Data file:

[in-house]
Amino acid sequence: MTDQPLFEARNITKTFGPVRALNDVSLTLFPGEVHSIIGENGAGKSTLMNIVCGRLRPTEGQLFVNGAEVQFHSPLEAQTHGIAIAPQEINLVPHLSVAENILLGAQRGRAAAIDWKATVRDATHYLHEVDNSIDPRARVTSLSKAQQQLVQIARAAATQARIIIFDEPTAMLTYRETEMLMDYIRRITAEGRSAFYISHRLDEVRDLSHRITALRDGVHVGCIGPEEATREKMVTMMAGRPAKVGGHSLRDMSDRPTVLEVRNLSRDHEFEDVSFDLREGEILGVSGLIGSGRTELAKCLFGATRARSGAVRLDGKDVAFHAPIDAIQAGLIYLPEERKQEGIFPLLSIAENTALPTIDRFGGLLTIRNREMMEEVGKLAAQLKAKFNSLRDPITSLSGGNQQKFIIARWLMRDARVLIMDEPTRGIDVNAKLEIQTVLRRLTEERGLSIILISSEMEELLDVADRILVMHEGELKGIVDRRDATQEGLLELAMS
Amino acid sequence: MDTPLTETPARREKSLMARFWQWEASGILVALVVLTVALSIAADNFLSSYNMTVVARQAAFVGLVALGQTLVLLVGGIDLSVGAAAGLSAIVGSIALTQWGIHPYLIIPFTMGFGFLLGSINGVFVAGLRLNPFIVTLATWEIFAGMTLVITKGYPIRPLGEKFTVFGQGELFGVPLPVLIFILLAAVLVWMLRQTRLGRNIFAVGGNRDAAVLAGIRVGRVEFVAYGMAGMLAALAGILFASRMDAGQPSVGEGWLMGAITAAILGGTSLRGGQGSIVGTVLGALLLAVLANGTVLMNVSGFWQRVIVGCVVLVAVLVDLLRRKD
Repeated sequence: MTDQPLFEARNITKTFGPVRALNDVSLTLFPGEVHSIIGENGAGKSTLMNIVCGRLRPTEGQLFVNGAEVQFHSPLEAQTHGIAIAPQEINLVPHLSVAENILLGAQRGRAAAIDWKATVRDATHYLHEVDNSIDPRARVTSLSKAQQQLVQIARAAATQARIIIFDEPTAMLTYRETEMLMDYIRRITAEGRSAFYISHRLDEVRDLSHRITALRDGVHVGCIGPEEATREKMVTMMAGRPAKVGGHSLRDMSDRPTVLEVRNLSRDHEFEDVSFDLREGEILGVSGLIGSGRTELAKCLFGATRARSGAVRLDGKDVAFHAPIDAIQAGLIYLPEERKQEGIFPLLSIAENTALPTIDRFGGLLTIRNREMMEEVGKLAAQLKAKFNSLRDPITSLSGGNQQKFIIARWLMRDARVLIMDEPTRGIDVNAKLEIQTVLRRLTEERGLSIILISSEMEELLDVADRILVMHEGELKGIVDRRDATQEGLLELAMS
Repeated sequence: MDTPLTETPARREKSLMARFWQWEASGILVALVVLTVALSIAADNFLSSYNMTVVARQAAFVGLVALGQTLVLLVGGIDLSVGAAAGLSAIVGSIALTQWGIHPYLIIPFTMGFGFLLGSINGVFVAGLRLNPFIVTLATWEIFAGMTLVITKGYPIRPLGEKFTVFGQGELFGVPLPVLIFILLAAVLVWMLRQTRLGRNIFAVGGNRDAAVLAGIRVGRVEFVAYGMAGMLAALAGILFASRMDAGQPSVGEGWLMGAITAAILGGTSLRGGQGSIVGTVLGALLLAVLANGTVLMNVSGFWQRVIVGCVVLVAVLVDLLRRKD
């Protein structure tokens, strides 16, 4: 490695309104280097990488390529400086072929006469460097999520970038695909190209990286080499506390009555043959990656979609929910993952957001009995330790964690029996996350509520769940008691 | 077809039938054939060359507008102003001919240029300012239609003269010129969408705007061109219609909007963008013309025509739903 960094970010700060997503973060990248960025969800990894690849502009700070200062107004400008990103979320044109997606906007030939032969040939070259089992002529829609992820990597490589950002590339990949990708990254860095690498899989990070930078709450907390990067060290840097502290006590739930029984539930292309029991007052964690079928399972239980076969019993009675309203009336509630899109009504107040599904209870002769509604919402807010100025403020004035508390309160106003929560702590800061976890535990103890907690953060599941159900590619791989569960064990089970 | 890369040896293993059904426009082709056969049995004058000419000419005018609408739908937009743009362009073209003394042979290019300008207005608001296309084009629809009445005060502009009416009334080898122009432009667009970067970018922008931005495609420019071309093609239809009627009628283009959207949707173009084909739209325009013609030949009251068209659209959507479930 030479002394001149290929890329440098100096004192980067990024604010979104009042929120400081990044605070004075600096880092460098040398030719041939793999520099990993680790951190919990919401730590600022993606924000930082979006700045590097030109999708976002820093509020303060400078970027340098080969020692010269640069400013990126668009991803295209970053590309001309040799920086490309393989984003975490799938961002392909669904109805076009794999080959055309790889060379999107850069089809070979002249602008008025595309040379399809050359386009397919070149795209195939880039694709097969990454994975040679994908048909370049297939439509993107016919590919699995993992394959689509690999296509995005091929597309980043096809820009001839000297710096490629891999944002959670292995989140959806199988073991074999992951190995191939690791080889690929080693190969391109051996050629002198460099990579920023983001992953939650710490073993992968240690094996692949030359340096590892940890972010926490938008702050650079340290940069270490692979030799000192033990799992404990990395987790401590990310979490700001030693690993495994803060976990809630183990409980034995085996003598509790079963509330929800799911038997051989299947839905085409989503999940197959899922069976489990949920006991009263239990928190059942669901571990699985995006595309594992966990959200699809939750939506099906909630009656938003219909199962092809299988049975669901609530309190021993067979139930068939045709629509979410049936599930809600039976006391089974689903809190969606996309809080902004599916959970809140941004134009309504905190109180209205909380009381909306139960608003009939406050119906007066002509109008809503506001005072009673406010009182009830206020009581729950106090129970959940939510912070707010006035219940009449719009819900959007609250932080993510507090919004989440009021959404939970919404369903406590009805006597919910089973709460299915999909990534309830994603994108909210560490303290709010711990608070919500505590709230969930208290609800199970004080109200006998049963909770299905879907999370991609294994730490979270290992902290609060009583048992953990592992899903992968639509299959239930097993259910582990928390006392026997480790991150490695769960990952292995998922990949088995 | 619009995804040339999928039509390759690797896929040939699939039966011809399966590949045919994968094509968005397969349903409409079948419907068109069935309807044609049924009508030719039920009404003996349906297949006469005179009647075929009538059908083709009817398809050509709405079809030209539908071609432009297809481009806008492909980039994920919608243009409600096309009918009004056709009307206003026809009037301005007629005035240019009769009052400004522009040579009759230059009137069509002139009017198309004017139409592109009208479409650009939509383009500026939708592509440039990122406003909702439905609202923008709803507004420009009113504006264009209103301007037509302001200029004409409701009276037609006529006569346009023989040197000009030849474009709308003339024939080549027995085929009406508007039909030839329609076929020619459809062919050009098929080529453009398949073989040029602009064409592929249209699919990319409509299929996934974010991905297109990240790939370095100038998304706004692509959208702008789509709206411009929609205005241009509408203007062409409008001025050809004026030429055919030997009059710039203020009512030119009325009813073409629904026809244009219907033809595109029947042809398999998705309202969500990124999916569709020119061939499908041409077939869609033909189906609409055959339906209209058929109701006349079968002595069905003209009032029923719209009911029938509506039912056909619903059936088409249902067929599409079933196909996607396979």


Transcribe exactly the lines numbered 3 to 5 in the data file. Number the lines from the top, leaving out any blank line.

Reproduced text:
Amino acid sequence: MDTPLTETPARREKSLMARFWQWEASGILVALVVLTVALSIAADNFLSSYNMTVVARQAAFVGLVALGQTLVLLVGGIDLSVGAAAGLSAIVGSIALTQWGIHPYLIIPFTMGFGFLLGSINGVFVAGLRLNPFIVTLATWEIFAGMTLVITKGYPIRPLGEKFTVFGQGELFGVPLPVLIFILLAAVLVWMLRQTRLGRNIFAVGGNRDAAVLAGIRVGRVEFVAYGMAGMLAALAGILFASRMDAGQPSVGEGWLMGAITAAILGGTSLRGGQGSIVGTVLGALLLAVLANGTVLMNVSGFWQRVIVGCVVLVAVLVDLLRRKD
Repeated sequence: MTDQPLFEARNITKTFGPVRALNDVSLTLFPGEVHSIIGENGAGKSTLMNIVCGRLRPTEGQLFVNGAEVQFHSPLEAQTHGIAIAPQEINLVPHLSVAENILLGAQRGRAAAIDWKATVRDATHYLHEVDNSIDPRARVTSLSKAQQQLVQIARAAATQARIIIFDEPTAMLTYRETEMLMDYIRRITAEGRSAFYISHRLDEVRDLSHRITALRDGVHVGCIGPEEATREKMVTMMAGRPAKVGGHSLRDMSDRPTVLEVRNLSRDHEFEDVSFDLREGEILGVSGLIGSGRTELAKCLFGATRARSGAVRLDGKDVAFHAPIDAIQAGLIYLPEERKQEGIFPLLSIAENTALPTIDRFGGLLTIRNREMMEEVGKLAAQLKAKFNSLRDPITSLSGGNQQKFIIARWLMRDARVLIMDEPTRGIDVNAKLEIQTVLRRLTEERGLSIILISSEMEELLDVADRILVMHEGELKGIVDRRDATQEGLLELAMS
Repeated sequence: MDTPLTETPARREKSLMARFWQWEASGILVALVVLTVALSIAADNFLSSYNMTVVARQAAFVGLVALGQTLVLLVGGIDLSVGAAAGLSAIVGSIALTQWGIHPYLIIPFTMGFGFLLGSINGVFVAGLRLNPFIVTLATWEIFAGMTLVITKGYPIRPLGEKFTVFGQGELFGVPLPVLIFILLAAVLVWMLRQTRLGRNIFAVGGNRDAAVLAGIRVGRVEFVAYGMAGMLAALAGILFASRMDAGQPSVGEGWLMGAITAAILGGTSLRGGQGSIVGTVLGALLLAVLANGTVLMNVSGFWQRVIVGCVVLVAVLVDLLRRKD